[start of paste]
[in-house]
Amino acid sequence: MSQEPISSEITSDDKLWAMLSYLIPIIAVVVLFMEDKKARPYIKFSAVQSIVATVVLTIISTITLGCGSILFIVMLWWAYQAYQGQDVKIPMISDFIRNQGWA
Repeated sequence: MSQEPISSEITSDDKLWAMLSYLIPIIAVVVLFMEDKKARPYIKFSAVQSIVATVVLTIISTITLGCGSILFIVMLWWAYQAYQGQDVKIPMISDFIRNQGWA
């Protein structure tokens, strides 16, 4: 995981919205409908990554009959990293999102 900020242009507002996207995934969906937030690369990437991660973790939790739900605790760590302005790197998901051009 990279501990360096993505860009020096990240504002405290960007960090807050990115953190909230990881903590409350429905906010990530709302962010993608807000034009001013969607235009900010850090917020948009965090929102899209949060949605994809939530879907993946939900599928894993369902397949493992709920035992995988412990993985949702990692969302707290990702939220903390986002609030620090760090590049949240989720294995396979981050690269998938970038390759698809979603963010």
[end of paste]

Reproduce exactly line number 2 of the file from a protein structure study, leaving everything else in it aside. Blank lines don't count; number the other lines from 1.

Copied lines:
Amino acid sequence: MSQEPISSEITSDDKLWAMLSYLIPIIAVVVLFMEDKKARPYIKFSAVQSIVATVVLTIISTITLGCGSILFIVMLWWAYQAYQGQDVKIPMISDFIRNQGWA